- Bellandur and Varthur, Bengaluru's two largest lakes have been frothing
- Cameras have been installed to identify anyone dumping waste
- Karnataka government held a meeting to plan cleaning up the lake
Bengaluru: No problem, it happens every year, Karnataka’s Chief Minister Siddaramaiah has said, as Bengaluru’s Varthur Lake froths and shoots toxic foam at motorists passing by. Pre-monsoon rain has meant more froth in the past week and people driving past the lake on the arterial Whitefield Road have had a tough time evading the flying clouds of chemical.
People have also complained of a terrible stench in the area. City scientists have said the increased flow of water to the lake, which happens every time it rains, is responsible for the massive frothing, which scientists say is caused by years of dumping untreated sewage and pollutants.
The concerned minister as well as the BBMP is taking care of it. There’s no problem…We received unprecedented rainfall this year,” the Chief Minister said today, adding, “We will solve it…it happens every year.
Last Friday, the Karnataka government held a meeting to plan cleaning up the lake. But officials said the plan is likely to be implemented only after the government finishes work on another large lake, the Bellandur.
Bellandur and Varthur, Bengaluru’s two largest lakes have been frothing, and sometimes breaking out in flames, for several years. In February, the Bellandur lake, nearly 900 acres large, was covered with a fire, shooting streams of smoke into the sky and blinding drivers who pulled over to avoid accidents.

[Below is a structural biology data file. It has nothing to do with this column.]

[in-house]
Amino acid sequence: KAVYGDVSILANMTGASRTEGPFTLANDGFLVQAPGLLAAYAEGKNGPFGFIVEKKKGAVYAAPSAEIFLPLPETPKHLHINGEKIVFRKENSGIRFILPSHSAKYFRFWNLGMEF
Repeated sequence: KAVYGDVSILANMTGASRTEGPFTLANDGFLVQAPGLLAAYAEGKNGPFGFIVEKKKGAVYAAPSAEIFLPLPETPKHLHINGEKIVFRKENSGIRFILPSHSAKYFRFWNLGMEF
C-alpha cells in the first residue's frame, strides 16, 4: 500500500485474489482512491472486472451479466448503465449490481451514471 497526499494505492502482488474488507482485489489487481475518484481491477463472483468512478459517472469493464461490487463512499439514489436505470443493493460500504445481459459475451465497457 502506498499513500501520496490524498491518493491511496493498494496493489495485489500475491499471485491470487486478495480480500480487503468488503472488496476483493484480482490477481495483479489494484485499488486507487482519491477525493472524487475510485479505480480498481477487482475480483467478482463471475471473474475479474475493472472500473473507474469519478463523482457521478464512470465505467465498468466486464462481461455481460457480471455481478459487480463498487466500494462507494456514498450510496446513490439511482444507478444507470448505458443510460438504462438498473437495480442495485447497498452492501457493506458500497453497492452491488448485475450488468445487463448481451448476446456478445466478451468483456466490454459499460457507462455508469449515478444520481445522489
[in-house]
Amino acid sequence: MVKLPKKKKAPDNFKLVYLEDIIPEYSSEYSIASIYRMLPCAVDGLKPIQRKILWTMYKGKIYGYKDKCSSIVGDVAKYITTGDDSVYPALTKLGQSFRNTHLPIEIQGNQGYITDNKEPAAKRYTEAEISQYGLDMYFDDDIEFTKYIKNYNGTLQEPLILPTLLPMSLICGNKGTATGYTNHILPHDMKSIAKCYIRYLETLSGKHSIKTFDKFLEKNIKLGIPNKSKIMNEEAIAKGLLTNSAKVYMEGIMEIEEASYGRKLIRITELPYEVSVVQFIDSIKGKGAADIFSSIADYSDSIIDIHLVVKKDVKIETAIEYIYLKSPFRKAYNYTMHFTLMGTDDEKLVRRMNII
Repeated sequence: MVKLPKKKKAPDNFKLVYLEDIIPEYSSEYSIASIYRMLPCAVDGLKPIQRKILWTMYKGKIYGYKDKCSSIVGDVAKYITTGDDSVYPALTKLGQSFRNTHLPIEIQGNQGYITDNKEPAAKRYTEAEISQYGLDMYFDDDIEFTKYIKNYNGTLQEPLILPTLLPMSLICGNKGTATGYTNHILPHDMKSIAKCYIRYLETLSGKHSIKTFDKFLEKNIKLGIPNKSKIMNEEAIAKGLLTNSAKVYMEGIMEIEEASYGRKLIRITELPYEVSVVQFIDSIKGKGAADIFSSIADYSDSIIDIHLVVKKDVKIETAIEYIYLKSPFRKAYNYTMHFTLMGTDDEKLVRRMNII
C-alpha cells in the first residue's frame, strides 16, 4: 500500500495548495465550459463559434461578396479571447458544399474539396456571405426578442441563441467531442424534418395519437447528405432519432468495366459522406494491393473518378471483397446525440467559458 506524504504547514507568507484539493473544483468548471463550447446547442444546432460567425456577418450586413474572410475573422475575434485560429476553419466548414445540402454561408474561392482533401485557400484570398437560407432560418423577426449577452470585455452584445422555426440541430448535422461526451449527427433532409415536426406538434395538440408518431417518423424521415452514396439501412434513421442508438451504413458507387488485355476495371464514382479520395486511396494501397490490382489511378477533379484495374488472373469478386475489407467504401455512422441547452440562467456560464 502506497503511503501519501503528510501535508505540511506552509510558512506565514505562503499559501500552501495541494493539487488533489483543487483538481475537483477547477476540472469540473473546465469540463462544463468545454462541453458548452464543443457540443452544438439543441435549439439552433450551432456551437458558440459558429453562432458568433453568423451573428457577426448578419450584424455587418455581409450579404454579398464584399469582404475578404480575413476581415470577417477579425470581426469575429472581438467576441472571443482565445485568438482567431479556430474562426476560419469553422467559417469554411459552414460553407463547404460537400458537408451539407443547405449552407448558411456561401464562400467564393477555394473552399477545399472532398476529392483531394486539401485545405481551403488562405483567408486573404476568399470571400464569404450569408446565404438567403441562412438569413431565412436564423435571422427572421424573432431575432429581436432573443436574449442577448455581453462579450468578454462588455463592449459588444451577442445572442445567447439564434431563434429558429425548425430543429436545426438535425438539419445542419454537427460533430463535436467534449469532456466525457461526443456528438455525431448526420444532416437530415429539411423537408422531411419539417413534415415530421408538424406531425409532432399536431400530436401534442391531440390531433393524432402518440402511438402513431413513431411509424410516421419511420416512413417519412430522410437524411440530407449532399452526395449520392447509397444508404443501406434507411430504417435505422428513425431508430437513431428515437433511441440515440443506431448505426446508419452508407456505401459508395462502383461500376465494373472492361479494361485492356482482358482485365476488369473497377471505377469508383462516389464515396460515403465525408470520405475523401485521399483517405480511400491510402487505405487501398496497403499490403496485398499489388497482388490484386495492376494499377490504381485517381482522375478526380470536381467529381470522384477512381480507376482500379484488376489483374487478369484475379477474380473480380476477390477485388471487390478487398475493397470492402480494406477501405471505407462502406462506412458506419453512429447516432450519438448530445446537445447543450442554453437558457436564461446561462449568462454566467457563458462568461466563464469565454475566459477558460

The fire fighters summoned were amazed at the scale of the fire, which raged for nearly eight hours, on a body of water.
The state government has sought help from foreign experts and some from Britain and Israel visited the Bellandur lake earlier this year. Chief Minister Siddaramaiah had visited the lake, located in the southeastern part of the city, to take stock of the cleaning process earlier this month.
The Karnataka government is racing against time to clean up the Bellandur; the National Green Tribunal has allotted it a month to do so. The state has said the time given is inadequate and the Rs. 3.35 crore-project, including clearing the lake of weeds, may take longer.
The authorities say they will set up more sewage treatment plants at the lake. Security cameras have also been installed to identify anyone dumping waste and those who do will be fined Rs. 5 lakhs, the state government has said.